5

There is a question on Skeptics.SE as follows:

If life happened by chance, why can't scientist create life in controlled laboratory experiments?

If life could spontaneously exist by chance, then why have scientists not been able to create life in the laboratory with controlled experiments? Likewise, if scientists cannot succeed in creating life in the laboratory, then what evidence is there that life could create itself by chance?

I would like to think this question is not only salvageable but an excellent opportunity to highlight logical fallacies and demonstrate the principles of the scientific method.

These sort of questions come up from time to time, and I would like to know what edits (or other actions) are sensible to make in this case so that the question will not be down-voted into oblivion (and likely only to recur) and leave the poster with no real understanding of what they fail to grasp. It seems in this case that the poster lacks some basic concepts of logic, the relationship between observation and conclusion, falsifiability, and sources for some widely accepted facts.

Rather than a response that belittles or dismisses a poster who lacks basic understanding of the concepts inherent to this site, how can we instead educate them?

  • 3
    If this asker's past history is an indication (scant though it may be) it may be one of those "Liberty University descend into a den of lions" type of assignments and have no basis in good faith or a desire to really learn. I will reserve final judgement, but I doubt education is truly a goal here. – Larian LeQuella May 8 '13 at 1:56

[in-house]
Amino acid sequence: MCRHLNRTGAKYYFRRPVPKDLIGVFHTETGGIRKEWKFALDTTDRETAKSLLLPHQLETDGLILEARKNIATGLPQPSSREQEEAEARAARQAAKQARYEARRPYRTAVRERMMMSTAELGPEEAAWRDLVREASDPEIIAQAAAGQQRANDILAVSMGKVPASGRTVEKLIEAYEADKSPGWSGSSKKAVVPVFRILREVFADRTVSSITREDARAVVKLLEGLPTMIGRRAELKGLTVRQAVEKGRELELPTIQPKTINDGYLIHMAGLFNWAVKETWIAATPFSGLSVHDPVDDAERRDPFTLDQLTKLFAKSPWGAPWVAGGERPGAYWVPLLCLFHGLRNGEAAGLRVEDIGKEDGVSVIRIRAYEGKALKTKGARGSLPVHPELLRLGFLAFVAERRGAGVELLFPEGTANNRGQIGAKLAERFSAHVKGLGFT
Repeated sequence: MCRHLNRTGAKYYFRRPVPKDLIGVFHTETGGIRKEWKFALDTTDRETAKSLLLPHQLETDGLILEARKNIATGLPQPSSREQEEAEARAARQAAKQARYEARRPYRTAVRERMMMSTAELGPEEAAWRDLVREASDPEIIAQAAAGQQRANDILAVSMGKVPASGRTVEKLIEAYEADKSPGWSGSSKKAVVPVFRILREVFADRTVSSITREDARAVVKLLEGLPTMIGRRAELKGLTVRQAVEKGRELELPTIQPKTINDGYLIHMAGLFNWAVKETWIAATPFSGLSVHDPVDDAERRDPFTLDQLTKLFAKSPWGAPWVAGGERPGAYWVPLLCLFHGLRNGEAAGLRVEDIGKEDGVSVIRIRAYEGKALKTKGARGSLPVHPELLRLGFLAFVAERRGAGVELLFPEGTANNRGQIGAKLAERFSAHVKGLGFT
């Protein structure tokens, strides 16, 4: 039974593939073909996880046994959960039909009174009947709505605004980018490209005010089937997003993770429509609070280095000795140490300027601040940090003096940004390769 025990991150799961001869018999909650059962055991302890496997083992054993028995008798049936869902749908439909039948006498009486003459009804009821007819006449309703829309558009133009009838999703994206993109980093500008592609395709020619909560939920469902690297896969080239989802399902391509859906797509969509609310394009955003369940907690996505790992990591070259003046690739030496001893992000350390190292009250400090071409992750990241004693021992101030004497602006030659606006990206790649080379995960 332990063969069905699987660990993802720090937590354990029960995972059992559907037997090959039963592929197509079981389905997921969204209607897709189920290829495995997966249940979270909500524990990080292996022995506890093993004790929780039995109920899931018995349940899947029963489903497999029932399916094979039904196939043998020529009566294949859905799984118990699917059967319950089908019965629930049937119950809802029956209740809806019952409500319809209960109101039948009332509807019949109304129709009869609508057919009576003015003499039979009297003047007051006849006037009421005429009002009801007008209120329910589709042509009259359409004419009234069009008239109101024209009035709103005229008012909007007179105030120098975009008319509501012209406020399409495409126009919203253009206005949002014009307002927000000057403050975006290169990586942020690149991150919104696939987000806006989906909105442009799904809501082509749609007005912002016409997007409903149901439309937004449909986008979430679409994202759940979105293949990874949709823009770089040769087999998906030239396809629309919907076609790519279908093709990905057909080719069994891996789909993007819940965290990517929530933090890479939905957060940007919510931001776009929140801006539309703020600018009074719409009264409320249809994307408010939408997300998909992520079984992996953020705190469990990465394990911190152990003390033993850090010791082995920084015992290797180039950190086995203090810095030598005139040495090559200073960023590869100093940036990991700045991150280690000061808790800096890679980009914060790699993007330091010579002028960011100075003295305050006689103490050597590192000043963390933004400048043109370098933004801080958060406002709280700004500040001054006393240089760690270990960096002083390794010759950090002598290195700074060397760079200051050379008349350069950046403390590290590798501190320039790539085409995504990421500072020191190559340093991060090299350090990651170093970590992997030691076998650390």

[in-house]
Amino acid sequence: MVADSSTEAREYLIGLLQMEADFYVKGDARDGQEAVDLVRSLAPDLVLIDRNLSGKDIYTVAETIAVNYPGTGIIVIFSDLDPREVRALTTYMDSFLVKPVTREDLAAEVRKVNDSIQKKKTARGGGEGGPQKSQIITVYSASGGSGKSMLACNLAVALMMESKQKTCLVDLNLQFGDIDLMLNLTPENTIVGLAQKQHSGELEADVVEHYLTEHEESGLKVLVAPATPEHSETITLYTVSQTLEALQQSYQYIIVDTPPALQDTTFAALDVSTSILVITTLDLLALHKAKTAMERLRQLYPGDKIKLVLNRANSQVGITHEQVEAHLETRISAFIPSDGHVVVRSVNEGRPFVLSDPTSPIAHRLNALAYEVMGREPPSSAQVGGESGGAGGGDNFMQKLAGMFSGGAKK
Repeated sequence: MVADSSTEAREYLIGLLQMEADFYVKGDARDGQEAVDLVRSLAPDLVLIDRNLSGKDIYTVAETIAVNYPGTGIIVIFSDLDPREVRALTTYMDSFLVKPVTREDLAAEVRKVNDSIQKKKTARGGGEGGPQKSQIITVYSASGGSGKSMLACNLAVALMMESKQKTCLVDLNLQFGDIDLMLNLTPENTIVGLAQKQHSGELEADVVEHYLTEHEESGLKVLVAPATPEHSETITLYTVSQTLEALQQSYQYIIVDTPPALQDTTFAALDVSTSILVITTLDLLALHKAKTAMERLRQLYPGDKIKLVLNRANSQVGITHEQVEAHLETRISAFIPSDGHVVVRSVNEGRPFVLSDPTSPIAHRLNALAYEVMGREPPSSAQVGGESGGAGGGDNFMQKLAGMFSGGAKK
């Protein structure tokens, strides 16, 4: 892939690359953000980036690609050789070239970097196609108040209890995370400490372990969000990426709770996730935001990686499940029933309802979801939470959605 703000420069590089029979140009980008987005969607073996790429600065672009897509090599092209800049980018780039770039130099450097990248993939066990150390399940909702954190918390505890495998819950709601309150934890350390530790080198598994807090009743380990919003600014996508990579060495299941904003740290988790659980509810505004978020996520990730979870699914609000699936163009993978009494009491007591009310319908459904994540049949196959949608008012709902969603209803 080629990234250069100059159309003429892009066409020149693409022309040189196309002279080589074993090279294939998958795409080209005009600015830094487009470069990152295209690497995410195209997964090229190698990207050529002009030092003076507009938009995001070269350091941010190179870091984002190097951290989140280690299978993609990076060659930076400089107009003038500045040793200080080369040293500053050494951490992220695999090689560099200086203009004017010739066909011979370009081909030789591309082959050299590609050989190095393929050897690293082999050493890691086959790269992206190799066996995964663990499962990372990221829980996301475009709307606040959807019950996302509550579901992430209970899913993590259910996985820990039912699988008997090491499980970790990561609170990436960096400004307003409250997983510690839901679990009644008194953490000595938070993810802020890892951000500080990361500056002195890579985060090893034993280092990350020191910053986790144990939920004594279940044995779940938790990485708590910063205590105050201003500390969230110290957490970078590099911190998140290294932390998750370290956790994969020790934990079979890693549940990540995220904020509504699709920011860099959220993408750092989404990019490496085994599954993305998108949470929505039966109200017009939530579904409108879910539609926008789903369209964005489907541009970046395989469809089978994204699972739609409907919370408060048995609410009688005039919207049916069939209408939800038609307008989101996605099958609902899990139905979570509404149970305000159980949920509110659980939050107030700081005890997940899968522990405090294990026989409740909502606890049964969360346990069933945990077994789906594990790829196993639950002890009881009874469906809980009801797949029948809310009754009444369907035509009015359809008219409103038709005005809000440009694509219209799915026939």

• 1
    @LarianLeQuella - sorry, I'm with Brian. I don't see how the intent of the poster is in any way related to whether it can be tuned into a good Skeptics question. – user5341 May 8 '13 at 16:23
  • 1
    Don't get me wrong, it could be (is) a great skeptic question, I just don't foresee any honesty or good faith on the part of the original questioner. ;) – Larian LeQuella May 8 '13 at 22:28
  • In terms of "voting to reopen" -- it seems that we cannot withdraw our "votes to close," correct? Instead, we just "vote to reopen"? – Larry OBrien May 9 '13 at 22:17
5

It seems to me that it's important for the OP to be working in good faith. In this case, the OP seems pre-committed to the sequence:

  • Random aspect == "just chance"
  • "just chance" == simple
  • Scientists have tried for years to reproduce this simple thing
  • Scientists have failed time and time again
  • Therefore it's not simple, chance, and has no random aspect

Unraveling all of that can't be done, it seems to me, within the rules of this site. There are logical, not just factual, fallacies, and the OP seems aware that breaking down the grand scheme into refutable claims will lose the essence of the argument. Rather than working towards some common understanding of complexity and the scientific process, it seems from initial comments that the OP is more interested in asserting conclusions (such as stating that your link to Venter's work was irrelevant).

  • 1
    Given the particular users scant history, I am very skeptical of them asking in good faith... – Larian LeQuella May 8 '13 at 1:53
2

I've fixed the question, it's both notable and interesting, do remove the down votes and if you please.

  • 2
    When I first read the question (with your edits), I felt the quote didn't provide notability. Then I thought it through further, and realised the CLAIM is abiogenesis, and the "why no lab reproduction" = reason to be skeptical. I think I will edit again to make this clear. – Oddthinking May 8 '13 at 2:21
  • @Oddthinking yes, I've warped the claim to fix the question. The user was a bit misinformed and started with the wrong assumptions... I've also edited out the part about close votes from my answer here. – Sklivvz May 8 '13 at 9:32
  • Thanks Sklivvz & @Oddthinking! – Brian M. Hunt May 8 '13 at 16:27

You must log in to answer this question.

Not the answer you're looking for? Browse other questions tagged .